OUTLINE 1. Cherubism: A Definition 2. Clinical Phenotype A. Physical Description B. Familial Analysis C. Radiological Analysis D. Histopathological Analysis 3. Associated Complications 4. The Quest to Identify the Cherubism Mutation A. Study Participants B. Positional Cloning C. Overall Results D. The Role of SH3BP2 5. Molecular Diagnosis and Treatment
CHERUBISM: A Definition DEFINITION: Cherubism is the hereditary form of polyostotic fibrous dysplasia that causes characteristic deformity in the lower half of the face due to the degeneration of maxilla and mandible bone tissue and its replacement with excessive amounts of fibrous tissue. Jones: 1933 Maxilla and mandible http://www.toddthomsen.com/powerpoints/Dental Emergencies_files/frame.htm#slide0026.htm
CLINICAL PHENOTYPE: Physical Description Bilateral swelling of the jaw Painless Premature loss of primary teeth Impaired development and eruption of permanent teeth Onset: 4-10 years Stabilizes after puberty Spontaneous regression ~25-30 years
CLINICAL PHENOTYPE: Radiological Analysis Multilocular radiolucencies Note absence of solid bone structure and enlarged jaw region Tiziani, V., et al. 1999. Figure 3.Ueki, Y., V. Tiziani, et al. 2001. Figure 1b.
CLINICAL PHENOTYPE: Histopathological Analysis Multinucleated giant cells: osteoclasts Note fibrous tissue and bone formation http://www.dental.mu.edu/oralpath/spresent/cherubism/sld001.htm EARLY STAGE:LATE STAGE:
ASSOCIATED COMPLICATIONS Complications resulting from Cherubism: –Delayed dentition –Dental root reabsoprtion –Malalignment of teeth –Impacted teeth –Displacement of orbital contents
THE QUEST TO IDENTIFY THE CHERUBISM MUTATION Initial Research: –J. Mangion, et al., 1999 –V. Tiziani, et al., 1999 Subsequent Research: –Y. Ueki, V. Tiziani, et al., 2001
STUDY PARTICIPANTS 15 patients (10♂, 5♀) from 4 families Focus: Family A –3 generation family, 8 affected members Collected blood samples and isolated DNA Identification Process: POSITIONAL CLONING Tiziani, V., et al. 1999. Figure 1.
STEP #1: GENOTYPING Used polymorphic microsatellite markers (SSRPs) PCR amplified genome DNA using γ -[ 32 P]-ATP end-labeled primers Separated DNA via denaturing polyacrylamide gels Performed autoradiography
STEP #1: GENOTYPING Linkage Analysis –Pairwise linkage analysis –Used MLINK program of LINKAGE package computer software –Excluded several potential candidate gene loci –Switched to random mapping of entire genome (360 polymorphic microsatellite markers)
STEP #1: GENOTYPING Linkage Analysis Results –Haplotype analysis showed no recombination on chromosome 4p LOD Scores: –Combined LOD score: 4.21, ~22cM –Family A: Z MAX = 3.31 –Family B: Z MAX = 0.60 –Family C: Z MAX = 0.30 –Family D: Z MAX = 0.30
STEP #2: LOCATION IDENTIFICATION Linkage assigned to chromosome 4p16 Between markers D4S2936 & D4S2949 According to physical map, interval spans ~22 cM unit Note: Candidate Genes Summary: “The disease develops in a time frame coinciding with many different events of tooth development…”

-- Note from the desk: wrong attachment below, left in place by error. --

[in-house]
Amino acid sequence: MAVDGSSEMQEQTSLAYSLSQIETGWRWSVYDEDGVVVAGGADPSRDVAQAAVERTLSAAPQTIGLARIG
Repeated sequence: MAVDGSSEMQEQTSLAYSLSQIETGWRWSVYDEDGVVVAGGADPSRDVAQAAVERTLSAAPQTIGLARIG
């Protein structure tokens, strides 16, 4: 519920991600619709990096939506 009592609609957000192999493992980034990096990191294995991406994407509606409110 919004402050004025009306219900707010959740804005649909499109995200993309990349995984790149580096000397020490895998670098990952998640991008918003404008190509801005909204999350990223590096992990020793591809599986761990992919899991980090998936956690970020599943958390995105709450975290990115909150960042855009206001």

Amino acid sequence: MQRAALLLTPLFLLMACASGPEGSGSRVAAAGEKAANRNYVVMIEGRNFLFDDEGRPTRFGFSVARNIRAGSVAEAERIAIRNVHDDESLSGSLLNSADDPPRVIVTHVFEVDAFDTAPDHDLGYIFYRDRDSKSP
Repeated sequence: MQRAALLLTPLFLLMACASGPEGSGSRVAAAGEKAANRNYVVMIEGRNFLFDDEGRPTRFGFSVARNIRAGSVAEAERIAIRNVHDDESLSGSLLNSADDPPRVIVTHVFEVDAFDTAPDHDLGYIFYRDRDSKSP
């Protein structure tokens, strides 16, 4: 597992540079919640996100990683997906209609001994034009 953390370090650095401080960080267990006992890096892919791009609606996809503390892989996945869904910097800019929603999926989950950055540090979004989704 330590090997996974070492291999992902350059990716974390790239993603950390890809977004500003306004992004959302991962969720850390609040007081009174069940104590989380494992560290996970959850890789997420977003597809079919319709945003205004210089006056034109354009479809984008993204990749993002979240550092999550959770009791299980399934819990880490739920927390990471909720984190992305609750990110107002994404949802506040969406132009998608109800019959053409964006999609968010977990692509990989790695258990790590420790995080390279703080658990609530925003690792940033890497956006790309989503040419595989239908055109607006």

STEP #3: IDENTIFYING THE GENE – SH3BP2 Study participants: –66 individuals –15 families Linkage and haplotype analysis –Results coincide with initial study Sequenced cDNA and genomic DNA Overall results: –Point mutations –SH3-binding domain –SH3BP2
OVERALL RESULTS Tiziani, V., Y. Ueki, et al. 2001. Figure 1d.
THE ROLE OF SH3BP2 Tiziani, V., Y. Ueki, et al. 2001. Figure 1c.
THE ROLE OF SH3BP2 SH3BP2: Src Homology 3 Binding Protein 2 Small protein domain, including: –SH3 Binding Domain –SH2 Binding Domain –Pleckstrin Homology Domain Mediate: –Protein-protein associations –Regulate cytoplasmic signaling
MOLECULAR DIAGNOSIS AND TREATMENT Diagnosis: DNA sequencing Treatment: –Usually unnecessary –Reasons: Pain Associated complications Cosmetic reasons
REFERENCES Cong, M., and T. Ton. Cherubism. Found at: http://www.dental.mu.edu/oralpath/spresent/cherubism/sld001.htm. http://www.dental.mu.edu/oralpath/spresent/cherubism/sld001.htm Henry, F., et al. Cherubism: the value of imaging and preoperative embolization. J. Radiol. 2003 (Nov.); 84: 1774-1778. Lewis, C. R. Cherubism. Found at: http://clearinghouse.mwsc.edu/manuscripts/163.asp.http://clearinghouse.mwsc.edu/manuscripts/163.asp Lo, B., et al. Novel mutation in the gene encoding c-Abl-binding protein SH3BP2 causes cherubism. Am. J. Med. Genet.. 2003 (Aug.); 121A(1): 37-40. Mangion, J., et al. The gene for cherubism maps to chromosome 4p16.3. Am. J. Hum. Genet. 1999; 65: 151-157. Medterms Website. Cherubism. Found at: http://www.medterms.com/script/main/art.asp?articlekey=9508. http://www.medterms.com/script/main/art.asp?articlekey=9508 Online Mendelian Inheritance in Man (OMIM). Found at: http://www.ncbi.nlm.nih.gov/Omim, for Cherubism [MIM 118400], FGFR3 [MIM 134934], MSX1 [MIM 142983], and SH3BP2 [MIM602104]. http://www.ncbi.nlm.nih.gov/Omim Schultze-Mosgali, S., L. M. Holbach, and J. Wiltfang. Cherubism: clinical evidence and therapy. J. Craniofac. Surg. 2003 (March); 14(2): 201-206 Tiziani, V., et al. The gene for cherubism maps to chromosome 4p16. Am. J. Hum. Genet. 1999; 65: 158-166. Ueki, Y., V. Tiziani, et al. Mutations in the gene encoding c-Abl binding protein SH3BP2 cause cherubism. Nature Genet. 2001; 28: 125-126.